It is said that the strength of the magnetic field surrounding Es Vedrà is enough to scramble the radar of any boat or aeroplane, which is why captains avoid coming close to the islet at all costs. Watches have also been known to suddenly stop turning and compasses go haywire. Birds are said to be affected by the same mysterious energetic dynamism, with some species finding their flight patterns completely out of sync when in the vicinity of the rock. Some believe that the much renowned but inexplicable ‘buzz’ that permeates the atmosphere surrounding Ibiza has formed as a result of this inexplicable force.

It doesn’t stop there. In 1979, a flight between Mallorca and Tenerife was advised to make an emergency landing in Valencia when the pilot reported an unidentified moving light harassing the aircraft as he flew over Es Vedrà. He was so concerned that he sent an SOS signal to air traffic control, but the serviceman on duty was unable to identify the object, and the pilot was forced to redirect the plane. This has fed into multiple reports that Es Vedrà is actually a UFO base acting as a gateway or navigation base for aliens. Even local fishermen have described seeing strange lights or objects emerging from the surrounding waters – fact or fiction?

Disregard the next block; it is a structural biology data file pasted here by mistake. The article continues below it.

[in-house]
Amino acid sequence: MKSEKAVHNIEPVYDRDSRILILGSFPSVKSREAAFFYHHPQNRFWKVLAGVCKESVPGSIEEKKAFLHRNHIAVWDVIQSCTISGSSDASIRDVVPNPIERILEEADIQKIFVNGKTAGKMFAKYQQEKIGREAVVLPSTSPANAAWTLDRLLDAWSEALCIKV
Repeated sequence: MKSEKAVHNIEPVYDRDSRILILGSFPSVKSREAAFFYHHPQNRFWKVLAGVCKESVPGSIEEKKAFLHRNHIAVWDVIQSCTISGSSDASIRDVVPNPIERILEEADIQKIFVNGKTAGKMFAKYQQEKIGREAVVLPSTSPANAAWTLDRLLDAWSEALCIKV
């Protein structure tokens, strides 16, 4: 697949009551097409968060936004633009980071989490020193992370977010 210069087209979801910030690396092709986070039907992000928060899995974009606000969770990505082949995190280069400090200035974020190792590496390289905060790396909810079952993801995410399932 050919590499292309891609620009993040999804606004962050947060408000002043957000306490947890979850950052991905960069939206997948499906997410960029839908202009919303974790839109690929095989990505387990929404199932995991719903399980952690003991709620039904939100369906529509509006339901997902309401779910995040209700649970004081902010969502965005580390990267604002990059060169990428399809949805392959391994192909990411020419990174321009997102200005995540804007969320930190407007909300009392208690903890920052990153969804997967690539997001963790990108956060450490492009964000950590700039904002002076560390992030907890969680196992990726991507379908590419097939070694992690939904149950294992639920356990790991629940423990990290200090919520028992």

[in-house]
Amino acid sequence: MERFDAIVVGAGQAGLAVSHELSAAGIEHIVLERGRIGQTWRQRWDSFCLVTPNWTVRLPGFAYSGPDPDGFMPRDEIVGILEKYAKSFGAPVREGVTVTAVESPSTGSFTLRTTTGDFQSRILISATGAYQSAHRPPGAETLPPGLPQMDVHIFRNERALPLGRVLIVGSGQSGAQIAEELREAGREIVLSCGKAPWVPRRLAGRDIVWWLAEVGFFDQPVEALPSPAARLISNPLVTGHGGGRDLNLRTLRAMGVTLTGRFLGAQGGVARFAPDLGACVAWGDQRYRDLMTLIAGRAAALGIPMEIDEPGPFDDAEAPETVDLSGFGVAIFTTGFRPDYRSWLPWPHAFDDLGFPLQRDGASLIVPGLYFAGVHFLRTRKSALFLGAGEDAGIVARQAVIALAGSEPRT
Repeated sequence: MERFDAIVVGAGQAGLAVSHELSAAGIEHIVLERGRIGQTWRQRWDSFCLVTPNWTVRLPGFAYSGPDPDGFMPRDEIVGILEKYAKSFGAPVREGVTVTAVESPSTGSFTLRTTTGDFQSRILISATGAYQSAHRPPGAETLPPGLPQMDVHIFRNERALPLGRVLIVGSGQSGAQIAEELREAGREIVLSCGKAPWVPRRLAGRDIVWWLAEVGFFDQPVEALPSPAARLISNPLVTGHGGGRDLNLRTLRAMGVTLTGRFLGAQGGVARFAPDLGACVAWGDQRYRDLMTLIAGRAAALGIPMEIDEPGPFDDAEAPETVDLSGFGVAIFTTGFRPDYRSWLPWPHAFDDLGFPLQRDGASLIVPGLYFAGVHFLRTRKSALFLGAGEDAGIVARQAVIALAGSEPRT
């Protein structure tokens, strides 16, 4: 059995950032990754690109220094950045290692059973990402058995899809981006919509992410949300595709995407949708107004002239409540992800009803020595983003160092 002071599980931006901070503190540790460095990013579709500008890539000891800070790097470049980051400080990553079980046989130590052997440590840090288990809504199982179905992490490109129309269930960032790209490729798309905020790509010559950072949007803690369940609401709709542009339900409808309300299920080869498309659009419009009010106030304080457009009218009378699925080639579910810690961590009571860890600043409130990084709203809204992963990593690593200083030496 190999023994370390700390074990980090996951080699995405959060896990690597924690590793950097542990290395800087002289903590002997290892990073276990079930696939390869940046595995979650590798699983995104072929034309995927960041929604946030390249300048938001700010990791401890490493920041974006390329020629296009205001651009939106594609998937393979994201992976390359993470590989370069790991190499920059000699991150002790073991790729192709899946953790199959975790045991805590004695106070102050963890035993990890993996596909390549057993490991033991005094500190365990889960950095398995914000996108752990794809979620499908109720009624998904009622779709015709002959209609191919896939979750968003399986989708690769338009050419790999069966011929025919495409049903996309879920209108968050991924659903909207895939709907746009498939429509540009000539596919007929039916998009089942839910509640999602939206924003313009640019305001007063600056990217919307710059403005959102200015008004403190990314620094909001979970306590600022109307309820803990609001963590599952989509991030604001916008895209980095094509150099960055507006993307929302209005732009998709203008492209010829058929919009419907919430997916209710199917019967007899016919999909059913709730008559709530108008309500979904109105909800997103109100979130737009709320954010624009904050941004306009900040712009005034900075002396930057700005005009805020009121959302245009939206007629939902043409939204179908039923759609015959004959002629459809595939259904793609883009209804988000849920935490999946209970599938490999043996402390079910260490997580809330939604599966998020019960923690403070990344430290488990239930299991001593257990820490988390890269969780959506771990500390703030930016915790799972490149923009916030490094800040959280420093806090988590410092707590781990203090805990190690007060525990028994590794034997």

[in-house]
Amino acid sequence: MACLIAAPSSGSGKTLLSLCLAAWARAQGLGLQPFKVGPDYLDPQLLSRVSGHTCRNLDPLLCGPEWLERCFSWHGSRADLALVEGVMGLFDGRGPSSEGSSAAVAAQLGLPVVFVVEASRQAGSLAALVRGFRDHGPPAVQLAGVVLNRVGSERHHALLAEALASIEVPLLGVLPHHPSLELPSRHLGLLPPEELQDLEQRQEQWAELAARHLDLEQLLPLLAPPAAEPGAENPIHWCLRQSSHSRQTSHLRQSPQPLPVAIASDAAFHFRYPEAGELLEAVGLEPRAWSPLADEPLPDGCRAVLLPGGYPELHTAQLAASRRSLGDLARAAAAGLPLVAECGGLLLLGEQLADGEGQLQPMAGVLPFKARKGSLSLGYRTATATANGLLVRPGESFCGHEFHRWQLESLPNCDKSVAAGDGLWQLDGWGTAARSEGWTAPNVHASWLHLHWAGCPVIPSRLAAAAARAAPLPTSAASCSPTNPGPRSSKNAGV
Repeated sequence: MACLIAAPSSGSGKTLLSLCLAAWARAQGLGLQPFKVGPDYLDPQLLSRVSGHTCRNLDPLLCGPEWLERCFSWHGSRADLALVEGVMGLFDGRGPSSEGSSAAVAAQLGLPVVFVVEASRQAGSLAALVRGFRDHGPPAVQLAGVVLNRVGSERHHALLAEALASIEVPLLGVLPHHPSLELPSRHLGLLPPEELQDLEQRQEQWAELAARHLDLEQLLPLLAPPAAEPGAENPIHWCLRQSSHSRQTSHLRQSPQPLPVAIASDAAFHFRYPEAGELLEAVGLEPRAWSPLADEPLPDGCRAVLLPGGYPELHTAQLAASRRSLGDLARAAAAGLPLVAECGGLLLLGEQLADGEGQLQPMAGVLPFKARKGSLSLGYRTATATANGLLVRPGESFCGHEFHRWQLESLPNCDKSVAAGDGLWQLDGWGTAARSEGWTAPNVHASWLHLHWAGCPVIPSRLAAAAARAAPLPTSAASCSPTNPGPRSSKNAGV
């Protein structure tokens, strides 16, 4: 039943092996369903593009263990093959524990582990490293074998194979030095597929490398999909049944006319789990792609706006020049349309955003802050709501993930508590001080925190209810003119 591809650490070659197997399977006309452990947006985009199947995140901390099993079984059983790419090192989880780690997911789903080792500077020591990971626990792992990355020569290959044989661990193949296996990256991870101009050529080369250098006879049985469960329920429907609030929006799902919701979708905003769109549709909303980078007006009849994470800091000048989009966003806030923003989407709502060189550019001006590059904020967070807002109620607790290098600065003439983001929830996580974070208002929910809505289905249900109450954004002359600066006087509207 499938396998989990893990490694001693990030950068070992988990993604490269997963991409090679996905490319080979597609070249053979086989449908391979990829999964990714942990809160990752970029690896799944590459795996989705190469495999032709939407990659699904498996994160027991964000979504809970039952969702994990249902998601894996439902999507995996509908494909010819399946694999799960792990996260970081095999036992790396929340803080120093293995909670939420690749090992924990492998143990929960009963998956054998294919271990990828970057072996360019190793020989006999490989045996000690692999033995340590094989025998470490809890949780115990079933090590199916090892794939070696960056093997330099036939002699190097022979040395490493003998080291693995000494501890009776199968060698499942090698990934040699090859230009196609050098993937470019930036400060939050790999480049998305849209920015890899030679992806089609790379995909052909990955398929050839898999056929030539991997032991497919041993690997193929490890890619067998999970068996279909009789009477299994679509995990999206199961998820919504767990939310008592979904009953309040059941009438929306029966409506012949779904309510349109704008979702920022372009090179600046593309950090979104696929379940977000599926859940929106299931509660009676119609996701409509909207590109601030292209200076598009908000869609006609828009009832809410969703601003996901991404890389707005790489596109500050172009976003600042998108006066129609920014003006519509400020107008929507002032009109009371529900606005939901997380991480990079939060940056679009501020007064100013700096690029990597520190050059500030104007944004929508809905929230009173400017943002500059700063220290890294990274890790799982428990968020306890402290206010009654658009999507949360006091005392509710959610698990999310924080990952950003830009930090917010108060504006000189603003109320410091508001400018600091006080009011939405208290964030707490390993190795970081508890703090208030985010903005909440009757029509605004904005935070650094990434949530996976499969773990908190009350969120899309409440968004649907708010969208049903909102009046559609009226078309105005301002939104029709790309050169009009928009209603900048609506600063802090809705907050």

This may seem far-fetched, but Es Vedrà has been a source of supernatural speculation for centuries, long before advancements in technology for it to interfere with. Another oft-quoted tale about the rock is called The Giant of Es Vedrà – a tale about two brothers who took their long-suffering father to the islet to rid him of an incurable disease. The story goes that they went in search of rock samphire to make a remedy for his illness, but in the process had to fight off a giant who lived in one of the many caves – a feat they were only successful in thanks to the help of some handy sea urchins.